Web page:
I have often come across girls who are subjects of patriarchy. The forms in which it manifests itself, however, might be different. In some cases, brothers and sisters are treated differently; in others, a girl is judged by her relatives for maybe going out at night or for the clothes she wears. In some places, she is told that career and ambition are not a woman’s prerogative, but cooking and cleaning are. She is told that being adjusting and self-sacrificing are traits that a girl is born with and is interpellated to think about and prioritise ‘the husband and the child’ even before a suitable groom is ‘picked’ out for her. For one, I don’t know how to cook, and at one point in time in my life, I used to admit this fact with an apologetic air. On the other hand, a guy was never subjected to this question. Even if his answer was affirmative, it was met with an air of treating it as a bonus by the listener, not a necessity but the idea that he was doing the world a favour.
The most cliched and often occurring, yet one of the saddest and most humiliating predicaments that practically every girl faces is being molested by a cousin, an uncle, a distant relative or some random person she meets on the street. This happens multiple times, and the victim keeps silent for fear of being publicly shamed or scolded for not having been careful. And fellow readers, this is not a story of just the rural areas but a reality of urban sophisticated homes.
I would also like to point out to any incensed male reader, in case he feels that this article propounds male-bashing, that in the whole of the article, I have addressed people with inflexible mind-sets whether they are men, or women, knowing well that patriarchy cannot achieve such glory by being perpetrated by only one section of the society.
Lastly, my appeals go out to 3 types of people: the women out there who might not be the direct victims of patriarchy because of comparatively liberal households. I request them to consider that just because they are not the victims doesn’t mean that the problems don’t exist. Their duty is to recognise that they are the exception and not the rule and as such, staying cocooned in their own lives would not be enough because someday these very problems would come back to haunt them in some form or another. The second type of people is the men who are intelligent and humble enough to accept the reality and work towards making society an equal one. As for the third type, these are the most important people as these are the girls or women who are being victimised. If my reader is one of these girls, I request you to raise a voice and object, either through your actions or through your words because you are not alone and this doesn’t seem right. If you think that being a silent, submissive victim would be the best course of action, and then these difficulties would pass, then you’re wrong. It would not only ruin your lives but destroy the lives of the daughters of the upcoming generations as well.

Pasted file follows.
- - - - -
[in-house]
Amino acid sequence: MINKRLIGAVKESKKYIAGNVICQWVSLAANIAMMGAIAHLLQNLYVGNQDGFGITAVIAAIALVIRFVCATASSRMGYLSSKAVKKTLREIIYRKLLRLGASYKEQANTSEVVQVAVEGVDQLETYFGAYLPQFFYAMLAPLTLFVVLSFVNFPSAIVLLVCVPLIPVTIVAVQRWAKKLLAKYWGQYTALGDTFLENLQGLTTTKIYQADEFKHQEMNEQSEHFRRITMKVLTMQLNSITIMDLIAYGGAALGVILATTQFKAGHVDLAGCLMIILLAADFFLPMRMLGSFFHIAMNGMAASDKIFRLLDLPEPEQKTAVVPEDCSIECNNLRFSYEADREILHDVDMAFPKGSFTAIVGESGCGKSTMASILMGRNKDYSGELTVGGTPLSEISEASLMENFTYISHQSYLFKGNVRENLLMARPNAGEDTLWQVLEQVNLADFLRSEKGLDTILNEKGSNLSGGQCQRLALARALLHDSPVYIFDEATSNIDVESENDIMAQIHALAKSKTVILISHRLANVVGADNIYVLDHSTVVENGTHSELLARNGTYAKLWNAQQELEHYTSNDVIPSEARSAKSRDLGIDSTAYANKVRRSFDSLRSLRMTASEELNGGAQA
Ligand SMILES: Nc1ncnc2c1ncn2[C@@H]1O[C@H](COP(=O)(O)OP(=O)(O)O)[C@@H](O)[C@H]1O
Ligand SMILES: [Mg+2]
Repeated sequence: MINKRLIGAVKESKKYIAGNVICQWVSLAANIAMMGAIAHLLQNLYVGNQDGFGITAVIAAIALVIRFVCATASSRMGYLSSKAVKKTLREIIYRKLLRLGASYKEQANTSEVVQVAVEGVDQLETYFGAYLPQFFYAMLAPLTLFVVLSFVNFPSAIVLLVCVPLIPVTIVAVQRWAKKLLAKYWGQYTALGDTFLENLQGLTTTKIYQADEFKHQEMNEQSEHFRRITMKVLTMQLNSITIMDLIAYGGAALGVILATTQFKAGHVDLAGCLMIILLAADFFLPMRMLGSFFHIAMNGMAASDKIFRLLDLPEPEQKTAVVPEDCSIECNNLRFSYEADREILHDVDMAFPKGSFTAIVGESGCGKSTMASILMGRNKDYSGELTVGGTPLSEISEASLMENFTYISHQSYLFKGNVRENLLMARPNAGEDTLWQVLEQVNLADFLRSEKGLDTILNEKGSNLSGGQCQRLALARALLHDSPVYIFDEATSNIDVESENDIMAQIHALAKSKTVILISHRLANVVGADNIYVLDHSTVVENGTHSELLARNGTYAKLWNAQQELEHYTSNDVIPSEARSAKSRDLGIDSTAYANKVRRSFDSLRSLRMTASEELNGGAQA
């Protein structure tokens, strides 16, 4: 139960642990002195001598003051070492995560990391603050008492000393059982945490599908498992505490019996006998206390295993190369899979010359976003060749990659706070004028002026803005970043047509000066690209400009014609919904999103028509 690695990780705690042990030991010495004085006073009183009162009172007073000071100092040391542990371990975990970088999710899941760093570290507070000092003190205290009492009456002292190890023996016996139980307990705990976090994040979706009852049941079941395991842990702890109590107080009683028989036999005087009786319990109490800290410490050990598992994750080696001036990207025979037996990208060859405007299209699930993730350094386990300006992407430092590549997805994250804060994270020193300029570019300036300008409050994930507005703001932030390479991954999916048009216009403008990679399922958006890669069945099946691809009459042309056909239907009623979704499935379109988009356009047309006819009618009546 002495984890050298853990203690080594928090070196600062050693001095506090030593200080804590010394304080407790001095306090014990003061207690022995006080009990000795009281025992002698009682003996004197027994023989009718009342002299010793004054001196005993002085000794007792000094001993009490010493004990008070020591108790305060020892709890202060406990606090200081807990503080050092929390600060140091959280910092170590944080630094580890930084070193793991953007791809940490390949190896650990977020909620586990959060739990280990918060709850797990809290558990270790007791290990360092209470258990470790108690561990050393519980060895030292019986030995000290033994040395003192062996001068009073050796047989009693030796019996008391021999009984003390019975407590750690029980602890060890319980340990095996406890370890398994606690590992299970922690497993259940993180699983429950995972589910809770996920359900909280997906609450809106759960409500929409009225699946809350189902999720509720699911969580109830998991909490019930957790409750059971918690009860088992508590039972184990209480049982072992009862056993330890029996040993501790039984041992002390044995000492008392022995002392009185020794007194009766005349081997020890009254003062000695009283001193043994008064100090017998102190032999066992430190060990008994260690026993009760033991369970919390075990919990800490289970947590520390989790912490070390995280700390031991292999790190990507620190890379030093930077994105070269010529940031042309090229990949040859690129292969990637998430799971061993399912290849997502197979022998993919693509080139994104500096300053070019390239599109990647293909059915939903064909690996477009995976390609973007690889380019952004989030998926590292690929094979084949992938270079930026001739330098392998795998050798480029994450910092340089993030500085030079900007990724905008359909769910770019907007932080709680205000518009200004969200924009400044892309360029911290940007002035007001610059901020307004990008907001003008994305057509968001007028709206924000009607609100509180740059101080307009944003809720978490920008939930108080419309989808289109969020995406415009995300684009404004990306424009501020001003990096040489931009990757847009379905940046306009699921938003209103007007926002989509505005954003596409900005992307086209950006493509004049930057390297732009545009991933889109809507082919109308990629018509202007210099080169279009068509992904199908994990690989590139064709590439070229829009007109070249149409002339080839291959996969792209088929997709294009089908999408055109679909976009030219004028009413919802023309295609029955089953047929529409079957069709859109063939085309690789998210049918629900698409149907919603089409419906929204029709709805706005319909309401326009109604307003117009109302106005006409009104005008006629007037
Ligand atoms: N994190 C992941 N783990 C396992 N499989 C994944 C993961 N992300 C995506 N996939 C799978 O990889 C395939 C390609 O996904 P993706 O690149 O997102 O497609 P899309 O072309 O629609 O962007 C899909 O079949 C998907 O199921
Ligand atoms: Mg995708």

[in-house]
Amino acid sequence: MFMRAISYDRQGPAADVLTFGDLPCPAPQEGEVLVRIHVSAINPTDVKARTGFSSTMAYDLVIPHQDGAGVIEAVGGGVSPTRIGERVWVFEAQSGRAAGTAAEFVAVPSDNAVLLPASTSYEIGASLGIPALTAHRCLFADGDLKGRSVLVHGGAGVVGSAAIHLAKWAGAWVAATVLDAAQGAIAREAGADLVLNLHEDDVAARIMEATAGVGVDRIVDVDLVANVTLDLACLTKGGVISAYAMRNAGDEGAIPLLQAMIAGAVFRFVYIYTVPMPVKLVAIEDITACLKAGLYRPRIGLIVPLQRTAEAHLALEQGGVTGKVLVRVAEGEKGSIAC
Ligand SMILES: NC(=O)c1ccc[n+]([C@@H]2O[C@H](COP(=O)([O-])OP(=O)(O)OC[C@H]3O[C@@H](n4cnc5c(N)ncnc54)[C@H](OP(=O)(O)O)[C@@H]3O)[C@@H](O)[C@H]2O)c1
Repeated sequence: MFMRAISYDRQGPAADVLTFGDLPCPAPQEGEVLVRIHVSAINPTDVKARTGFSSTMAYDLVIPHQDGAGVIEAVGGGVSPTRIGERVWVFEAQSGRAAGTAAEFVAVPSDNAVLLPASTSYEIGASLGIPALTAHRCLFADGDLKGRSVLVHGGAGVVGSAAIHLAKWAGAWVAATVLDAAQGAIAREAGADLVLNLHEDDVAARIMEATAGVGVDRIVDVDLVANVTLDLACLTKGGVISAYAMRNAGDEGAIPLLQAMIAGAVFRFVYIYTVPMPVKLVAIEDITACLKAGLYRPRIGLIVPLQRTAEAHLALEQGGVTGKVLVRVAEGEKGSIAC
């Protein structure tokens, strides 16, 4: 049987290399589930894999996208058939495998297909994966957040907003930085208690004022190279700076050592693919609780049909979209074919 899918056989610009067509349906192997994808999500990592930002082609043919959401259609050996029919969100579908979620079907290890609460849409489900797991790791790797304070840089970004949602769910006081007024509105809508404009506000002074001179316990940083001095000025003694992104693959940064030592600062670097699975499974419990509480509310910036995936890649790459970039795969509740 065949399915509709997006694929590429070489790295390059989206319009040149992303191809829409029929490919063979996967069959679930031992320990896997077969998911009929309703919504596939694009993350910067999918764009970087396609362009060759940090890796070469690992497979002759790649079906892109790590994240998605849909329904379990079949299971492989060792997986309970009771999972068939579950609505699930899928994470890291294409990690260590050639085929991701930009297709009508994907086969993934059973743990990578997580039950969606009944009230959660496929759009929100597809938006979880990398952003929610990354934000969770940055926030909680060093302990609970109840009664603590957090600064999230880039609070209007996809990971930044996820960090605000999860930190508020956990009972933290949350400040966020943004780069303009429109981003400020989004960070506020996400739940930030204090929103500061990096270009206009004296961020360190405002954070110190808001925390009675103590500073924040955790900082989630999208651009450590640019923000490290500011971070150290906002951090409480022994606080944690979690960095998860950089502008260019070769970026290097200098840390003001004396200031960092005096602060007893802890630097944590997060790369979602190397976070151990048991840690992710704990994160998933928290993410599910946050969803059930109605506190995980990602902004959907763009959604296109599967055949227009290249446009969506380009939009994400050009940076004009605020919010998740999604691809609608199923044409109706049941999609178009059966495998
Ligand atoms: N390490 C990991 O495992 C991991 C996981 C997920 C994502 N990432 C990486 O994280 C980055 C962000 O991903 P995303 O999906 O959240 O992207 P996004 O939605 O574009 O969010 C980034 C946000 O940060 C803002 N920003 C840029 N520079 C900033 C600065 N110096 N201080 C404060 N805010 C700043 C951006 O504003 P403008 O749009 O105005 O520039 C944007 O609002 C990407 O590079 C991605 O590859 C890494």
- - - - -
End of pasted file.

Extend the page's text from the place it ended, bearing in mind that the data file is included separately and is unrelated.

Thus break free from those age-old fetters that bind your mind and try not to restrict your individuality. Do this because you are a significant part of the whole. Do this because the personal is political.
Oindrila Gupta is a student of Delhi University with a passion for Literature, and her hobbies include music and dance. Apart from this, she is also a voracious reader and hopes to establish a career as an editor someday. Meanwhile, she finds joy in little things and strives to impact her writings to touch whatever lives she can.